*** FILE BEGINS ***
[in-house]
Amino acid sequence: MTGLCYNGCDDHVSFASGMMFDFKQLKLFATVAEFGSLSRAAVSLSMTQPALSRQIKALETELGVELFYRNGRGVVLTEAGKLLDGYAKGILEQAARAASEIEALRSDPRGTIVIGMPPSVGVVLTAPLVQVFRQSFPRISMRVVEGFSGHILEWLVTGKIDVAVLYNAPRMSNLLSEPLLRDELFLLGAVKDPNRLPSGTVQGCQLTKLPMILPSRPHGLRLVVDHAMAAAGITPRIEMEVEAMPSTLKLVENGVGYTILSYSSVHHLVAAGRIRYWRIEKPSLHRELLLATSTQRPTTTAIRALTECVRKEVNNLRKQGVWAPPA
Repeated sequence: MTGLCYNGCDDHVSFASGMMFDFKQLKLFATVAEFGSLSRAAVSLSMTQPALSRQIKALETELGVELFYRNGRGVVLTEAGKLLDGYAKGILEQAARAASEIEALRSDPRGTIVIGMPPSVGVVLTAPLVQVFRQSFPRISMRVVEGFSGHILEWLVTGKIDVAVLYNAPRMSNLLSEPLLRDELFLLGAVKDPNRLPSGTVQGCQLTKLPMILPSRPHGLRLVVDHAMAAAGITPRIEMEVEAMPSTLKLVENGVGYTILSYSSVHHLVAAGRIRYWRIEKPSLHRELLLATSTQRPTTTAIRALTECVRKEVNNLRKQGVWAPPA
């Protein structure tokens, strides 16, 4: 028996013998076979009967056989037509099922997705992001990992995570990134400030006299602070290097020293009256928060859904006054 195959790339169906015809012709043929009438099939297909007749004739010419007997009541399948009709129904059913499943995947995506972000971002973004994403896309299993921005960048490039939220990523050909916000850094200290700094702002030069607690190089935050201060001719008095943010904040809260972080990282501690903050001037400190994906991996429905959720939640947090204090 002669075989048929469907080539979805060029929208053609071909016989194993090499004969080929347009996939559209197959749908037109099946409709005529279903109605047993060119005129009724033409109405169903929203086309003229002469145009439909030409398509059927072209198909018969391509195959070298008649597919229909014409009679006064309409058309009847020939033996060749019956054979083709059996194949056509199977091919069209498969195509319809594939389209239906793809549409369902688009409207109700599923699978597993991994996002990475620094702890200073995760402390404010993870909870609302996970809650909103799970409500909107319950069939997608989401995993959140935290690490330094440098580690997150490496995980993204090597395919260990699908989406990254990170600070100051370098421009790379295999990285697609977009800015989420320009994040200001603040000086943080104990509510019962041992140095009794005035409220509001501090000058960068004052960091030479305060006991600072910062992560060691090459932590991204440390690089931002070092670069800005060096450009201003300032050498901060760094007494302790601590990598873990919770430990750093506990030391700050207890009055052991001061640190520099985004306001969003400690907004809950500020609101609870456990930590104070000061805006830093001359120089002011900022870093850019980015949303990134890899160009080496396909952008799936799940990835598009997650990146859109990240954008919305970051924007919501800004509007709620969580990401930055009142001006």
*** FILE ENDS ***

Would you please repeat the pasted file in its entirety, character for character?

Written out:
[in-house]
Amino acid sequence: MTGLCYNGCDDHVSFASGMMFDFKQLKLFATVAEFGSLSRAAVSLSMTQPALSRQIKALETELGVELFYRNGRGVVLTEAGKLLDGYAKGILEQAARAASEIEALRSDPRGTIVIGMPPSVGVVLTAPLVQVFRQSFPRISMRVVEGFSGHILEWLVTGKIDVAVLYNAPRMSNLLSEPLLRDELFLLGAVKDPNRLPSGTVQGCQLTKLPMILPSRPHGLRLVVDHAMAAAGITPRIEMEVEAMPSTLKLVENGVGYTILSYSSVHHLVAAGRIRYWRIEKPSLHRELLLATSTQRPTTTAIRALTECVRKEVNNLRKQGVWAPPA
Repeated sequence: MTGLCYNGCDDHVSFASGMMFDFKQLKLFATVAEFGSLSRAAVSLSMTQPALSRQIKALETELGVELFYRNGRGVVLTEAGKLLDGYAKGILEQAARAASEIEALRSDPRGTIVIGMPPSVGVVLTAPLVQVFRQSFPRISMRVVEGFSGHILEWLVTGKIDVAVLYNAPRMSNLLSEPLLRDELFLLGAVKDPNRLPSGTVQGCQLTKLPMILPSRPHGLRLVVDHAMAAAGITPRIEMEVEAMPSTLKLVENGVGYTILSYSSVHHLVAAGRIRYWRIEKPSLHRELLLATSTQRPTTTAIRALTECVRKEVNNLRKQGVWAPPA
């Protein structure tokens, strides 16, 4: 028996013998076979009967056989037509099922997705992001990992995570990134400030006299602070290097020293009256928060859904006054 195959790339169906015809012709043929009438099939297909007749004739010419007997009541399948009709129904059913499943995947995506972000971002973004994403896309299993921005960048490039939220990523050909916000850094200290700094702002030069607690190089935050201060001719008095943010904040809260972080990282501690903050001037400190994906991996429905959720939640947090204090 002669075989048929469907080539979805060029929208053609071909016989194993090499004969080929347009996939559209197959749908037109099946409709005529279903109605047993060119005129009724033409109405169903929203086309003229002469145009439909030409398509059927072209198909018969391509195959070298008649597919229909014409009679006064309409058309009847020939033996060749019956054979083709059996194949056509199977091919069209498969195509319809594939389209239906793809549409369902688009409207109700599923699978597993991994996002990475620094702890200073995760402390404010993870909870609302996970809650909103799970409500909107319950069939997608989401995993959140935290690490330094440098580690997150490496995980993204090597395919260990699908989406990254990170600070100051370098421009790379295999990285697609977009800015989420320009994040200001603040000086943080104990509510019962041992140095009794005035409220509001501090000058960068004052960091030479305060006991600072910062992560060691090459932590991204440390690089931002070092670069800005060096450009201003300032050498901060760094007494302790601590990598873990919770430990750093506990030391700050207890009055052991001061640190520099985004306001969003400690907004809950500020609101609870456990930590104070000061805006830093001359120089002011900022870093850019980015949303990134890899160009080496396909952008799936799940990835598009997650990146859109990240954008919305970051924007919501800004509007709620969580990401930055009142001006």